court, if evidence in an appeal (accusation), whether of treason or any other
offense, was insufficient or unprovable—no witnesses, for example, nor tangible
evidence—the case would often be settled by judicial battle. (As far as I can
determine, this is the only circumstance where Trial by Combat was invoked.)
Some think of this as a precursor to the duel (of honor) fought in later
centuries. The most famous trial by combat in the fourteenth century was
between Henry of Bolingbroke (the future Henry IV) and Sir Thomas Mowbray, Duke
of Norfolk. Of course, the combat never took place; the King stopped it at the
last minute. But the ceremony and protocol were all there; we get a colorful
description in the Chronicque de la Traison et Mort de Richart Deux Roy
Dengleterre (the author was probably an eye-witness).
tournament, to be held at Coventry, was announced far and wide. It was the
event of the year; the Duke of Albany's son came from Scotland; the Count of
St. Pol and other nobles came over France. Preparations were extensive; the
King's armory was placed at their disposal. Bolingbroke was sent armorers from
the Duke of Milan, and Mowbray engaged armorers from Germany or Bohemia.
to la Traison, "The lists were to be sixty paces long and forty
wide; the barriers seven feet high. The sergeants-at-arms were not to let the
people approach within four feet of the lists... the penalty for entering the
lists, or making any noise, so that one party might take advantage of the
other, was the loss of life or limb, and also of their castles, at the pleasure
of the King." This was serious stuff! Bolingbroke entered the lists on a
white charger followed by six or seven knights on white horses, his was
caparisoned in blue and green velvet embroidered with swans and antelopes.
Mowbray's horse wore crimson velvet, embroidered with lions of silver and
mulberry trees. There was an exact wording the contestants were required to
state (I remember it well in Shakespeare): Bolingbroke said, "I am Henry
of Lancaster, Duke of Hereford, and am come here to prosecute my appeal in
combating Thomas Mowbray, Duke of Norfolk, who is a traitor, false and recreant
to God, the King, his realm, and me." The constable opened Henry's visor
to determine he was the man he supposed to be, "the barrier was then
opened, and he rode straight to his pavilion, which was covered with red roses,
and, alighting from his charger, entered his pavilion and awaited the coming of
Richard II presiding at a tournament, from St.
Alban's Chronicle. Source: Lambeth Palace
Library, MS6 f.233[/caption]
At this point, the King
arrived, accompanied by a great retinue. Once they were settled, his herald
announced, "Oez, oez, oez... It is commanded by the King by the
Constable, and by the Marshal, that no person, poor or rich, be so daring as to
put his hand upon the lists, save those who have leave from the King and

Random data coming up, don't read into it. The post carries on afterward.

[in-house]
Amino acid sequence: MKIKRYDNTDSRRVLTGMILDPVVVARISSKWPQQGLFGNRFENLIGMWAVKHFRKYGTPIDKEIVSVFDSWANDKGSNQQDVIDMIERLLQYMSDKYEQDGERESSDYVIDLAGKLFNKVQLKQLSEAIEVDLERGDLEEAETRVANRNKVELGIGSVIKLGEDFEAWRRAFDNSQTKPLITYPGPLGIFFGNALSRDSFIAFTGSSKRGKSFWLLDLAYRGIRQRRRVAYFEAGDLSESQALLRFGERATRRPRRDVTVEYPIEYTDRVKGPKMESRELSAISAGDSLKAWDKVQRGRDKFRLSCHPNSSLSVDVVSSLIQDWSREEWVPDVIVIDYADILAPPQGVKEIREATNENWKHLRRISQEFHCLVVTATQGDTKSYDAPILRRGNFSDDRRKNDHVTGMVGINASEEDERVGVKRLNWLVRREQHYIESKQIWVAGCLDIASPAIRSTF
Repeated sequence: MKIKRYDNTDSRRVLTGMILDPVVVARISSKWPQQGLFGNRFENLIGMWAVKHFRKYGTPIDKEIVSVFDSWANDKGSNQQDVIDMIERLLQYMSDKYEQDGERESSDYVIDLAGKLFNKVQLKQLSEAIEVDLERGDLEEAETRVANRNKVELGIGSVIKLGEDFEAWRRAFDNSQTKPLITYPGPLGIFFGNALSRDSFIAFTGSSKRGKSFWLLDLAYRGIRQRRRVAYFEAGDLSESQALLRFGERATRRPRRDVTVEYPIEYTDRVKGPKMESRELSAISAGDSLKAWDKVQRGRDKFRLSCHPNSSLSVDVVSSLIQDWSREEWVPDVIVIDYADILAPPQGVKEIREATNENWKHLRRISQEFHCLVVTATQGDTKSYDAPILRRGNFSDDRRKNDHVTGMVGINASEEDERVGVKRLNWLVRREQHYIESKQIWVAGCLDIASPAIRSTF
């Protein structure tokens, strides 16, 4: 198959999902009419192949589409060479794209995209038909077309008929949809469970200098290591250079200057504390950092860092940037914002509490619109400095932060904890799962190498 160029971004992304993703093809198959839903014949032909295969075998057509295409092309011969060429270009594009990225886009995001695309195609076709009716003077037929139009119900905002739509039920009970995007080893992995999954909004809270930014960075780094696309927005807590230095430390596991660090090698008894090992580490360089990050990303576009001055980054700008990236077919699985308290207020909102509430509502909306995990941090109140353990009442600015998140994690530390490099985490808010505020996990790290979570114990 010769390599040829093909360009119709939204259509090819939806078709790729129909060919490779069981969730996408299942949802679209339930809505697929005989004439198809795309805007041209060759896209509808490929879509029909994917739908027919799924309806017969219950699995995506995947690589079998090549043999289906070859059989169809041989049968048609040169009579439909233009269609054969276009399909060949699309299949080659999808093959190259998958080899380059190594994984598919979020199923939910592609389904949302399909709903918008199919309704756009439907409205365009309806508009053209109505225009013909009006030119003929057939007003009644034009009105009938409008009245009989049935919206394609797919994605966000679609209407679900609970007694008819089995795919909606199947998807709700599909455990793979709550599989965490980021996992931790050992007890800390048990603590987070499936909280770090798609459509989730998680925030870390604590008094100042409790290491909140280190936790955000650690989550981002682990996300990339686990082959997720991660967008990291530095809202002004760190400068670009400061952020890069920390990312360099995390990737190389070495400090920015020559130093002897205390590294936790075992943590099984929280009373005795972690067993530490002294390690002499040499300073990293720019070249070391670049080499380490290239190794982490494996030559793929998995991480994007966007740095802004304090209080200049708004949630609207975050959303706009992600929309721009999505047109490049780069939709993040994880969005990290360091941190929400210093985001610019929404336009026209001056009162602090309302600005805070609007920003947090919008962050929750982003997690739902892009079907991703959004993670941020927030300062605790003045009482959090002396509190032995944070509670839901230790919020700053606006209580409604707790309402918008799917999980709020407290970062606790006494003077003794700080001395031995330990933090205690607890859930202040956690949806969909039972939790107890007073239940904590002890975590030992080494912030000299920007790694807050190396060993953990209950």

council, the Constable, and the Marshal, upon pain of being drawn and hung...
Behold here Henry of Lancaster, Duke of Hereford, appellant, who is come to the
lists to do his duty against Thomas Mowbray, Duke of Norfolk, defendant; let
him come in the lists to do his duty, upon pain of being declared false."
At once, Mowbray came forward and swore the same oath as Bolingbroke then went
to his own pavilion. The constables measured the length of the lances and the
two squires presented them to their knights. According to la Traison,
"The weapons allowed by the marshal and constable were the
"Glaive", long sword, short sword, and dagger. The long sword was
straight, and called by the French "estoc", whence estocade, a
thrust." The King ordered that they take away the pavilions and "let
go the chargers, and that each should perform his duty". Apparently Bolingbroke
first advanced a few paces when the King threw his threw his staff (warder)
into the list, crying, "Ho! Ho!"
For the King to interfere
in the duel was not unheard of, though it seems that the crowd was bitterly
disappointed to be denied their entertainment; never mind that the fight was to
the death. Apparently there were no other amusements on the agenda. The
contestants were equally skilled in tournament fighting, and by no means was
the result a foregone conclusion. The king withdrew with his council—including
Bolingbroke's father, John of Gaunt—and discussed the matter for two hours
while the attendees waited. Finally it was announced that Bolingbroke was to be
exiled for ten years and Mowbray for life. From most accounts, the crowd was
incensed at Bolingbroke's treatment; after all, he had done nothing wrong. Few
seemed to object to Mowbray's fate; was he guilty until proven innocent?
Nonetheless, everybody went home unhappy, not least of all the main
contestants. Both were promised large annuities and given a few weeks to put
their affairs in order.
Trial by combat seems to
have died out by the 15th century, and I haven't found anything quite as
dramatic as this contest. The amount of preparation for such a non-event is
staggering. If you happened to be versed in medieval French, you can learn more
about tournament ceremonies in this book, reproduced in Google Books:
"Ceremonies des gages de batailles selon les constitutions du bon roi
Philippe de France".